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Beauty has an address ~ Oman

Salalah, Oman’s land of frankincense, monsoons and camels

Alison Gardner

The Salalah monsoon season, June to September, transforms the Dhofar region into a uniquely green vision with waterfalls, rivers and plant growth not seen at other times of the year

Flying south from Muscat truly confirms that Oman is a desert kingdom. Sand and rock dominate the landscape for 600 miles or 1,000 kilometers, until you glimpse Salalah. In the fabled Governate of Dhofar close to the border with Yemen, the monsoon – that rare and beautiful seasonal visitor to this small area of an ever-thirsty Arabian Peninsula – has given Salalah a moderating countenance of green with splashes of vivid color from flowering shrubs and trees, and thousands of birds that migrate through this seaside oasis.

Salalah is surrounded on land by a half-circle of mountains and behind that by the classic sand desert of the vast and infamous Empty Quarter. It has served as a natural fortress for thousands of years. Along with favorable harbors, it is the Khareef, the cooling, renewing annual monsoon that has drawn rulers and merchants, to visit or settle the shores of Frankincense Land. Even the Queen of Sheba fell under the spell of the area’s treasure far greater than gold and sent gifts of frankincense to impress Solomon! Today it is the fine sand beaches,the cultural history and archaeology, and the natural diversity that draw visitors to this ancient paradise, mainly from Europe and the Middle East.

Enormous incense burners along main roadways declare that visitors have arrived in the land of frankincense, once a more valuable commodity to the Arabian Peninsula than oil is today. My evening stroll through the city’s aromatic souq revealed dozens of stalls with mysterious ingredients waiting to be blended into fragrant combinations. Bathed in the characteristic scent that accompanied me throughout my stay in Salalah, I selected brightly-colored pottery incense burners of different sizes and packages of lumpy raw incense to burn in them. Next day I drove to the source. Marvelling at the survival of such gnarled little trees sprinkled randomly across the rugged landscape, I imagined how many centuries of incense sap has been carefully harvested from each hardy little warrior. In 2000, the United Nations declared the region a UNESCO World Heritage Site for the unique historical legacy of its frankincense.When fine white sand beaches bordering the Arabian Sea lose their attraction, history offers a stimulating substitute. Premier among the sites is the newly-opened Frankincense Land Archaeological Park (Al Balid) on the Salalah waterfront, an impressive early-Islamic excavation site where the government has built a world-class museum for local artefacts, a gift shop, restaurant and snack bar, and a botanical garden of indigenous plants. Or for a less organized archaeological adventure, explore the fortified ruins of Samahram dating back thousands of years. Its exports of frankincense reached Egypt, Greece and Rome from ancient harbors below Samahram that are today vivid blue estuaries and rivers [khor] attracting dozens of bird species.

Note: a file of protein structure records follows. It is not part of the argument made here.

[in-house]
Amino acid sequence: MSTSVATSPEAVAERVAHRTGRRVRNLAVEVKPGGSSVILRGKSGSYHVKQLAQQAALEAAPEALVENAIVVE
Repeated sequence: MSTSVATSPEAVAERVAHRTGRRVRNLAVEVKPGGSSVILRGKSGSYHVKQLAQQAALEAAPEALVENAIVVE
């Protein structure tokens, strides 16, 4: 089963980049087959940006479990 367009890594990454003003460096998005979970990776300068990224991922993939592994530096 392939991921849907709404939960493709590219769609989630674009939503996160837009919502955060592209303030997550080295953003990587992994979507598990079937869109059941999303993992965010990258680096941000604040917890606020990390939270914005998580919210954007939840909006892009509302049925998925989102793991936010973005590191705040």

Or drive 28 miles or 45 kilometres into the flowering hills where Jacob’s tomb [An Nabi Ayub] is a popular Moslem pilgrimage destination once you navigate around herds of haughty camels that rule the road and the countryside. Major hotels and the Salalah tourism office will recommend guide/drivers for any of these worthwhile attractions.

Salalah is blessed with the widest choice of accommodation anywhere outside Muscat. It ranges from five-star multinational resorts like the 45-acre Crowne Plaza Resort, to oceanside vacation villas and apartments, to the finest hostel I have seen anywhere in the world. If there is such a thing as a five-star hostel, this 2004 government-built facility surely qualifies, with spacious brightly-furnished rooms and modern private bathrooms for about US$36 or €30 or family suites for only a little more. Cafeteria meals are inexpensive and high quality.

Most Omanis happily speak English because it has been a mandatory subject in school for three decades, and all signs are in English throughout the country. Foreign visitors are welcomed as special guests.